On March 21, 2012, commercial beekeepers and environmental organizations filed an emergency legal petition with the U.S. Environmental Protection Agency (EPA) to suspend use of clothianidin, urging the agency to adopt safeguards. The legal petition is supported by over one million citizen petition signatures, targets the pesticide for its harmful impacts on honey bees. The legal petition points to the fact that the EPA failed to follow its own regulations. EPA granted a conditional, or temporary, registration to clothianidin in 2003 without a required field study establishing that the pesticide would have no "unreasonable adverse effects" on pollinators. Granting conditional registration was contingent upon the subsequent submission of an acceptable field study, but this requirement has not been met. EPA continues to allow the use of clothianidin nine years after acknowledging that it had an insufficient legal basis for initially allowing its use. Additionally, the product labels on pesticides containing clothianidin are inadequate to prevent excessive damage to non-target organisms, which is a second violation of the requirements for using a pesticide and further warrants removing all such mislabeled pesticides from use.[citation needed]

The disappearance of honeybees was documented in the 2009 film Vanishing of the Bees by George Langworthy and Maryam Henein.[11]

Rapid transfer of parasites and diseases of pollinator species around the world[edit]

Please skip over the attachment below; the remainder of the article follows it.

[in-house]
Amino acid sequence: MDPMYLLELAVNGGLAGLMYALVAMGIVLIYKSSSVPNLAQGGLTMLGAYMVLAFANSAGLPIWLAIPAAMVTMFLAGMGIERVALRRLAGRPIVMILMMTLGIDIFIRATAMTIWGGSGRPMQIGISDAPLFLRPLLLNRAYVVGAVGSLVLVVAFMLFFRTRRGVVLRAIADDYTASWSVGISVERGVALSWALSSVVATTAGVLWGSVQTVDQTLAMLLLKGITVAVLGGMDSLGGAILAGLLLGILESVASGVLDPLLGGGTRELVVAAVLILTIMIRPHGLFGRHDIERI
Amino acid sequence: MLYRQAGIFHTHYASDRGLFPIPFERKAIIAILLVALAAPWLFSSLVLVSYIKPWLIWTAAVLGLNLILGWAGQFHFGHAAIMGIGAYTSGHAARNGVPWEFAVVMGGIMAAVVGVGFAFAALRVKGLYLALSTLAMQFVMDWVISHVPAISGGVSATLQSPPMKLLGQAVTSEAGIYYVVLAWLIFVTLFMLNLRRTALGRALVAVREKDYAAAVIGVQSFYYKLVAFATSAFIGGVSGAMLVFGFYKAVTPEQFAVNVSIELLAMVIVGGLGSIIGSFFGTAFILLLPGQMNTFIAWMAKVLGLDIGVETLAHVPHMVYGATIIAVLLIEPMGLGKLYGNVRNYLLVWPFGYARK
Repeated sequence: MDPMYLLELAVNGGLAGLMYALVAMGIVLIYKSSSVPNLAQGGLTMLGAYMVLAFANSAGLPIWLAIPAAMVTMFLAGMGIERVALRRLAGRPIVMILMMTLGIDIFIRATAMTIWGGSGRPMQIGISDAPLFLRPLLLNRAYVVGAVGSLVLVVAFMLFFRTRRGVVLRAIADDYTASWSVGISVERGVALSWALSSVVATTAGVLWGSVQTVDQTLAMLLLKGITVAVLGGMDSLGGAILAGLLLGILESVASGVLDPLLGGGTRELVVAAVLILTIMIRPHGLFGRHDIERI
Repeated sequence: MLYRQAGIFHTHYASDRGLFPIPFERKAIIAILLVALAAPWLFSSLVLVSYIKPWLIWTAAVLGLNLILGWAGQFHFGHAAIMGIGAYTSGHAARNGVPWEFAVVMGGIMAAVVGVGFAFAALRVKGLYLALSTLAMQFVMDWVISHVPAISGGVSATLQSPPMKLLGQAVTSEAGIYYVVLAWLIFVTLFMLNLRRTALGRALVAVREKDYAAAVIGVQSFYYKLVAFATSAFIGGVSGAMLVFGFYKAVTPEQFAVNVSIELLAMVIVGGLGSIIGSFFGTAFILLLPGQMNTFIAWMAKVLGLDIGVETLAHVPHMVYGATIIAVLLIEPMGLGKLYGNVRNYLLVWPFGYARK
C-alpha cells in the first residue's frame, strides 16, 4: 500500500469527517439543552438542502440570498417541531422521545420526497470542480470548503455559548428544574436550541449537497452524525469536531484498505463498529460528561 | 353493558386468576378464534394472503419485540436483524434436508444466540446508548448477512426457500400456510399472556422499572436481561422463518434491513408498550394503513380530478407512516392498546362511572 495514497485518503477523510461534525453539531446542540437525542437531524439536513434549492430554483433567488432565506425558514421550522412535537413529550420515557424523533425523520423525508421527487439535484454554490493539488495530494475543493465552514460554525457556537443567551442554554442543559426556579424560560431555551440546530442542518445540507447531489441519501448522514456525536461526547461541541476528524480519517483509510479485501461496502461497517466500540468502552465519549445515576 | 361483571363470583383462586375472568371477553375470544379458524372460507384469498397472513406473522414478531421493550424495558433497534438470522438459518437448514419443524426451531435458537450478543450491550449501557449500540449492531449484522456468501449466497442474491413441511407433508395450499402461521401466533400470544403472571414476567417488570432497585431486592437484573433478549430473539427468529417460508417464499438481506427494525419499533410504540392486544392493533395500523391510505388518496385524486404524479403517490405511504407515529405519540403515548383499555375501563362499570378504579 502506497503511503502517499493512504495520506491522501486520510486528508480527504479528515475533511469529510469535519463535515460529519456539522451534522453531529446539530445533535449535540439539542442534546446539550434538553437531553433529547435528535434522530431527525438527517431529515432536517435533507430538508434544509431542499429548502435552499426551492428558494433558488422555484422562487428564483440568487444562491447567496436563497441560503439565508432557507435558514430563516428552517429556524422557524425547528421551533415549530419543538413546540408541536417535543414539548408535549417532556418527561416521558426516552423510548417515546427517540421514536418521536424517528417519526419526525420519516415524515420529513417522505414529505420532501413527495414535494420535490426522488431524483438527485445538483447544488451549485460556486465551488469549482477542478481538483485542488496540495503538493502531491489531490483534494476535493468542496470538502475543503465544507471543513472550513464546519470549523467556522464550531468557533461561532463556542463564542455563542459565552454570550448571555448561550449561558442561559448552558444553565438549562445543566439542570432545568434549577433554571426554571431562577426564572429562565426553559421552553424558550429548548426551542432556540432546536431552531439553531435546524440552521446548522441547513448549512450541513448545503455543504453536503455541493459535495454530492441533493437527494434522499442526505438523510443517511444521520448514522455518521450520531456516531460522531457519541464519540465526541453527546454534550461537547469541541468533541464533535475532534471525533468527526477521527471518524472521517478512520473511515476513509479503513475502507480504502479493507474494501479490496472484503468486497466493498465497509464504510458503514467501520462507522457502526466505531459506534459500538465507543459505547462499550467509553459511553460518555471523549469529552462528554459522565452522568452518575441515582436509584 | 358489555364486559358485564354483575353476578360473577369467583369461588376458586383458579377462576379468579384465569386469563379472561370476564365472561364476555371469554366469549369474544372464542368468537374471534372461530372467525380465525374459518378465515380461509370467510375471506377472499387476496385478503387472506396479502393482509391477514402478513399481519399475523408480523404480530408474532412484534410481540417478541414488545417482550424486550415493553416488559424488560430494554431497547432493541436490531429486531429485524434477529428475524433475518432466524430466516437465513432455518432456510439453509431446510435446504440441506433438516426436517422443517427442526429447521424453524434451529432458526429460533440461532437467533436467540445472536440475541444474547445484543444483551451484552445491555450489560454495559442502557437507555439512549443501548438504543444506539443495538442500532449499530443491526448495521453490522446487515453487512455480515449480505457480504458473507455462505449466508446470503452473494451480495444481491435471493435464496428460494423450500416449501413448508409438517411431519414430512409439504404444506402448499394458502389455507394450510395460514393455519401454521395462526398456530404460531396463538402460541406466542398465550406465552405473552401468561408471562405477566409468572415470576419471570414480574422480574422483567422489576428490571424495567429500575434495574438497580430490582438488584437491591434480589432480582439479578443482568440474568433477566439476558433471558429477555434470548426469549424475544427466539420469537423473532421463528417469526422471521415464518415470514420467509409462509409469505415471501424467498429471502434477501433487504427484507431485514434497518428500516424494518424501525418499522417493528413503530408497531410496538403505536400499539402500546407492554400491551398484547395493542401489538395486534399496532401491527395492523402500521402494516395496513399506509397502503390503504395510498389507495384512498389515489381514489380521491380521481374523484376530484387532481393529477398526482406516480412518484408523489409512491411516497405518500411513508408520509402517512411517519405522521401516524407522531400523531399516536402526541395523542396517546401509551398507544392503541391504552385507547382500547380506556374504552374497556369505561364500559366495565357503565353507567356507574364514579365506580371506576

Increased international commerce within modern times has moved diseases such as American foulbrood and chalkbrood, and parasites such as varroa mites,[12] acarina mites, and the small African hive beetle to new areas of the world, causing much loss of bees in the areas where they do not have much resistance to these pests. Imported fire ants have decimated ground nesting bees in wide areas of the southern US.

Loss of habitat and forage[edit]

Bees and other pollinators faced increased risk of extinction because global warming causes their natural habitats to move whereas the bees are not always be able to move to these new areas.[13]

Air pollution[edit]

Researchers at the University of Virginia have discovered that air pollution from automobiles and power plants has been inhibiting the ability of pollinators such as bees and butterflies to find the fragrances of flowers. Pollutants such as ozone, hydroxyl, and nitrate radicals bond quickly with volatile scent molecules of flowers, which consequently travel shorter distances intact. There results a vicious cycle in which pollinators travel increasingly longer distances to find flowers providing them nectar, and flowers receive inadequate pollination to reproduce and diversify. [14]